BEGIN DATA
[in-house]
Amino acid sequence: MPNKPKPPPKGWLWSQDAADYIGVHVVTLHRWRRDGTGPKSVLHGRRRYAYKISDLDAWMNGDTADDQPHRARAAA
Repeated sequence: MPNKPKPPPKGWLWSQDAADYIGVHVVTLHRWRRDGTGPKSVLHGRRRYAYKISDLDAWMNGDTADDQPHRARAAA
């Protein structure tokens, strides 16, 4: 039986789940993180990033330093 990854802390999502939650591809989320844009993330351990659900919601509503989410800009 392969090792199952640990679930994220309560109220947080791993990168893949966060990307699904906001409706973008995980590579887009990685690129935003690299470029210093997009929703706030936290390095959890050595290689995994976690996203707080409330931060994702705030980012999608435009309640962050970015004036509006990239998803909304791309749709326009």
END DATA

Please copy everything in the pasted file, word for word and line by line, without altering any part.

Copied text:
[in-house]
Amino acid sequence: MPNKPKPPPKGWLWSQDAADYIGVHVVTLHRWRRDGTGPKSVLHGRRRYAYKISDLDAWMNGDTADDQPHRARAAA
Repeated sequence: MPNKPKPPPKGWLWSQDAADYIGVHVVTLHRWRRDGTGPKSVLHGRRRYAYKISDLDAWMNGDTADDQPHRARAAA
């Protein structure tokens, strides 16, 4: 039986789940993180990033330093 990854802390999502939650591809989320844009993330351990659900919601509503989410800009 392969090792199952640990679930994220309560109220947080791993990168893949966060990307699904906001409706973008995980590579887009990685690129935003690299470029210093997009929703706030936290390095959890050595290689995994976690996203707080409330931060994702705030980012999608435009309640962050970015004036509006990239998803909304791309749709326009």